Steven Windolf – AU Music Group

With a deep passion and drive for music Steven Windolf is working across Brisbane to support young people to express themselves, showcase their talents and learn new skills. He has been involved in music events since he was 14 years old, managing a range of all-ages venues and events across Brisbane. His enthusiasm, experience and wealth of knowledge over the past eight years, have support many local artists to produce high quality performances, showcasing young talent to the best of their ability and allowing them to be exposed to a range of audiences. Steven is now a member of the AU Music Media management team, who support a range of music events across Australia.

‘I love to see the youth of Brisbane showcasing their talents and young people being able to enjoy their talents in safe, drug and alcohol free places and venues.’

The biggest advice Steven gave for young people looking to get involved in music events was to be willing to ask. There are a lot of people out there that have experiences and they are more than willing to answer your questions, help you out or give advice. Steven says he is grateful for the advice he’s been given and how everyone has been extremely supportive of what he is working on.

If you’re looking to get involved in events, music or technical operating, Steven is more than willing to discuss his experiences and happy to train young people. You can get in touch with Steven via email:, text: 0423 504 438 or, facebook page.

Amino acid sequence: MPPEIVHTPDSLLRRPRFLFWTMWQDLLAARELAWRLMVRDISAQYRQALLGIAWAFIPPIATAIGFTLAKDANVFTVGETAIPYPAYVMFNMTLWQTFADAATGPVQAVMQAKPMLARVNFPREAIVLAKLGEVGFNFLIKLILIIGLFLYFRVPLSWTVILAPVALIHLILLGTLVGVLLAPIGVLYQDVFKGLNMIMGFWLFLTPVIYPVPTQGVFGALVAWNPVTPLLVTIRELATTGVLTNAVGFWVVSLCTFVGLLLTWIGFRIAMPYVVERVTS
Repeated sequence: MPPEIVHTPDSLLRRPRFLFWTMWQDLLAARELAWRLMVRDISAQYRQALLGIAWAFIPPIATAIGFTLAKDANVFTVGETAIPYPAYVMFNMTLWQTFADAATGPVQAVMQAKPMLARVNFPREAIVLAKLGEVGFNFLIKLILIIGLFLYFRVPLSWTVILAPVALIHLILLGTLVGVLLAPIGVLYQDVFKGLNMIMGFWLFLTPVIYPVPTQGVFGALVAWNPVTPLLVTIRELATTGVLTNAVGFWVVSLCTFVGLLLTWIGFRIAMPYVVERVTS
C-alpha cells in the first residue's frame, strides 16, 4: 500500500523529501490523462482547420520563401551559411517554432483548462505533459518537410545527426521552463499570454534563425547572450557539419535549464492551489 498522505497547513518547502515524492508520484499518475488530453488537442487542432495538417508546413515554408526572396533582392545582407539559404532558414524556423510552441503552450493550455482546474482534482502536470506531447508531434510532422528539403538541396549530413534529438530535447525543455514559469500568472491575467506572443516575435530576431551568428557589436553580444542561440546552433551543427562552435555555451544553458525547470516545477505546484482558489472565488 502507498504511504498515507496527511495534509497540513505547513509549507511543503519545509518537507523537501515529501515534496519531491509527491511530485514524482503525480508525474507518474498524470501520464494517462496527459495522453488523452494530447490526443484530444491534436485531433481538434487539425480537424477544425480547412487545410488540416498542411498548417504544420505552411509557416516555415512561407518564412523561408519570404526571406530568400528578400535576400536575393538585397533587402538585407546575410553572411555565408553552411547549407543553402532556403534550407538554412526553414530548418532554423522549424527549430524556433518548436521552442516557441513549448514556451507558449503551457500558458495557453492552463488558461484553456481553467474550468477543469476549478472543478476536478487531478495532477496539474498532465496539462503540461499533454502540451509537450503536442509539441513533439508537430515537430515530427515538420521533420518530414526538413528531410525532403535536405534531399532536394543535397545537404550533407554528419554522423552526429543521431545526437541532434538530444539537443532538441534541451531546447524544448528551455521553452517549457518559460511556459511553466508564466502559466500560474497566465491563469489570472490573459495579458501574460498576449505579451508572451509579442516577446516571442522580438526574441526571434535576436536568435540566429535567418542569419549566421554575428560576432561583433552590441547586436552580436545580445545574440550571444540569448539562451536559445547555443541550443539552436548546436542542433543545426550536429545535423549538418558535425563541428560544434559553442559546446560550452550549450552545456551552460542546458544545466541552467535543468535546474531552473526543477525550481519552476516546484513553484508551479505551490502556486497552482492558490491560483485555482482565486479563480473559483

Madeline Price

Madeline Price is a passionate fourth year Bachelor of Arts/Laws student at The University of Queensland. Madeline first got to know us as part of Oaktree, a group that had previously held an office here at Visible Ink as part of the Brisbane City Council Youth Enterprise Program.

Currently embarking on an ambitious new program, the One Woman Project, tackling a range of important issues relating to gender equity. Madeline hopes “to educate students about these issues, before connecting them with local gender-related organisations with available volunteering positions, so they can further their knowledge and community impact”, the program will soon enter it’s second semester at Visible Ink, building upon it’s initial success.

The One Woman Project, founded in mid-2013, presented its inaugural program in March this year and has already garnered a positive response from the community including receiving a project grant from internationally-renowned gender advocacy organisation Half the Sky, and partnering with the Brisbane branch of the Women’s International League for Peace and Freedom.

The first series of seminars, atended by over 25 university-aged students over eight weeks, coverered a wealth of issues, featuing expert guest speakers on the various topics, multi-media presentations and participatory discussion among the participants. Topics included; the difference between sex and gender, the feminisation of poverty, representations of women and men in advertising and film, maternal health and HIV/Aids, women in the political arena, the role of women in conflict zones, women in Science, Technology, Engineering and Mathematics, and the future of global gender inequality.

Madeline Price with students from the first semester program.

Madeline Price with students from the first semester program.